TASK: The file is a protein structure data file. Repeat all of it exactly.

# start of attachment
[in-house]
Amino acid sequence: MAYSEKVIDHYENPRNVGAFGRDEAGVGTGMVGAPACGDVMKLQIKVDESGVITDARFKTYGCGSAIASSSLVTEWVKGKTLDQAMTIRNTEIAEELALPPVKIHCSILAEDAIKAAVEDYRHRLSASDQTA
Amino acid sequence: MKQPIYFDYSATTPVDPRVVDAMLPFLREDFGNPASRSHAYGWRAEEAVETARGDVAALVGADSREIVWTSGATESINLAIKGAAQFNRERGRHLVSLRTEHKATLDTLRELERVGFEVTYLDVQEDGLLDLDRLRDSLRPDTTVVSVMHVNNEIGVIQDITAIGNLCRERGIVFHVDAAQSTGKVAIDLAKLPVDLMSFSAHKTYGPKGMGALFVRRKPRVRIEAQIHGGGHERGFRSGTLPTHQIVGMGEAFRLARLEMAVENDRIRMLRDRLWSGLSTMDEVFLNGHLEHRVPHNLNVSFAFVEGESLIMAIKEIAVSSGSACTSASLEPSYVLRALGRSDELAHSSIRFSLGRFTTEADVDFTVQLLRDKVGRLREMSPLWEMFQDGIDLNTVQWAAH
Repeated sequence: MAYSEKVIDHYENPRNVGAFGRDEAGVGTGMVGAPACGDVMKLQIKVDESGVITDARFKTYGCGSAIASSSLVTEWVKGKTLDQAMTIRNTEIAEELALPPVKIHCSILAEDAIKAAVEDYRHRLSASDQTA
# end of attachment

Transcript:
[in-house]
Amino acid sequence: MAYSEKVIDHYENPRNVGAFGRDEAGVGTGMVGAPACGDVMKLQIKVDESGVITDARFKTYGCGSAIASSSLVTEWVKGKTLDQAMTIRNTEIAEELALPPVKIHCSILAEDAIKAAVEDYRHRLSASDQTA
Amino acid sequence: MKQPIYFDYSATTPVDPRVVDAMLPFLREDFGNPASRSHAYGWRAEEAVETARGDVAALVGADSREIVWTSGATESINLAIKGAAQFNRERGRHLVSLRTEHKATLDTLRELERVGFEVTYLDVQEDGLLDLDRLRDSLRPDTTVVSVMHVNNEIGVIQDITAIGNLCRERGIVFHVDAAQSTGKVAIDLAKLPVDLMSFSAHKTYGPKGMGALFVRRKPRVRIEAQIHGGGHERGFRSGTLPTHQIVGMGEAFRLARLEMAVENDRIRMLRDRLWSGLSTMDEVFLNGHLEHRVPHNLNVSFAFVEGESLIMAIKEIAVSSGSACTSASLEPSYVLRALGRSDELAHSSIRFSLGRFTTEADVDFTVQLLRDKVGRLREMSPLWEMFQDGIDLNTVQWAAH
Repeated sequence: MAYSEKVIDHYENPRNVGAFGRDEAGVGTGMVGAPACGDVMKLQIKVDESGVITDARFKTYGCGSAIASSSLVTEWVKGKTLDQAMTIRNTEIAEELALPPVKIHCSILAEDAIKAAVEDYRHRLSASDQTA